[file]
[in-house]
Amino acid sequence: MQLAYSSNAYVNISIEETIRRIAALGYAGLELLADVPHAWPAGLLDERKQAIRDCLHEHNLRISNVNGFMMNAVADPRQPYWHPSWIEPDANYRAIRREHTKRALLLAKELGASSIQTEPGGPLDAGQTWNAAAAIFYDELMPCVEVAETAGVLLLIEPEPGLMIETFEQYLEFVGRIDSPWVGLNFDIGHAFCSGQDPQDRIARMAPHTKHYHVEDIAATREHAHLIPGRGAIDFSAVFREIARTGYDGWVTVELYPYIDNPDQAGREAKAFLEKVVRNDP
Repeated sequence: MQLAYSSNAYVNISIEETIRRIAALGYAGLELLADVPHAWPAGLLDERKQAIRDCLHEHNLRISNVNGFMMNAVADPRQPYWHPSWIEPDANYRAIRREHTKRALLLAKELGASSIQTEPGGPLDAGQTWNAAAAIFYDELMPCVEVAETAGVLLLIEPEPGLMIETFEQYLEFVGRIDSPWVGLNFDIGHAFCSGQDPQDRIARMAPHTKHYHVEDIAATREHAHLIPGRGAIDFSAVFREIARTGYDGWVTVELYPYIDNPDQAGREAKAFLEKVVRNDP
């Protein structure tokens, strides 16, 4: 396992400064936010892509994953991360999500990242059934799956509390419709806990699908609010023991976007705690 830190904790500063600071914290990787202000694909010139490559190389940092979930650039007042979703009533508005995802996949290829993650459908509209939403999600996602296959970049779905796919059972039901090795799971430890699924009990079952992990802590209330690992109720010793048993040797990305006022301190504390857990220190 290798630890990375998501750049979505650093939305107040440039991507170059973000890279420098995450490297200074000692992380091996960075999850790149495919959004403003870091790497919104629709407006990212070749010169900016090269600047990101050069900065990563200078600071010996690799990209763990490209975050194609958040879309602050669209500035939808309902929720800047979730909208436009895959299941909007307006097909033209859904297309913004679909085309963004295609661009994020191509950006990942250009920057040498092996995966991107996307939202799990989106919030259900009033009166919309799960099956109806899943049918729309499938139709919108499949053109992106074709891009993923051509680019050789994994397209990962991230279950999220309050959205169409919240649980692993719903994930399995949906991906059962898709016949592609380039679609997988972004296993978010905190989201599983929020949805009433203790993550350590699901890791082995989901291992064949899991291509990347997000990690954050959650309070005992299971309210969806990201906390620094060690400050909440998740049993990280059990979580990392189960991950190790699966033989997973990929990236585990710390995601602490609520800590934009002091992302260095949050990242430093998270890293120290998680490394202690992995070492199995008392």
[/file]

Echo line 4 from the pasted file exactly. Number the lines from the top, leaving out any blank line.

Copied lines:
């Protein structure tokens, strides 16, 4: 396992400064936010892509994953991360999500990242059934799956509390419709806990699908609010023991976007705690 830190904790500063600071914290990787202000694909010139490559190389940092979930650039007042979703009533508005995802996949290829993650459908509209939403999600996602296959970049779905796919059972039901090795799971430890699924009990079952992990802590209330690992109720010793048993040797990305006022301190504390857990220190 290798630890990375998501750049979505650093939305107040440039991507170059973000890279420098995450490297200074000692992380091996960075999850790149495919959004403003870091790497919104629709407006990212070749010169900016090269600047990101050069900065990563200078600071010996690799990209763990490209975050194609958040879309602050669209500035939808309902929720800047979730909208436009895959299941909007307006097909033209859904297309913004679909085309963004295609661009994020191509950006990942250009920057040498092996995966991107996307939202799990989106919030259900009033009166919309799960099956109806899943049918729309499938139709919108499949053109992106074709891009993923051509680019050789994994397209990962991230279950999220309050959205169409919240649980692993719903994930399995949906991906059962898709016949592609380039679609997988972004296993978010905190989201599983929020949805009433203790993550350590699901890791082995989901291992064949899991291509990347997000990690954050959650309070005992299971309210969806990201906390620094060690400050909440998740049993990280059990979580990392189960991950190790699966033989997973990929990236585990710390995601602490609520800590934009002091992302260095949050990242430093998270890293120290998680490394202690992995070492199995008392």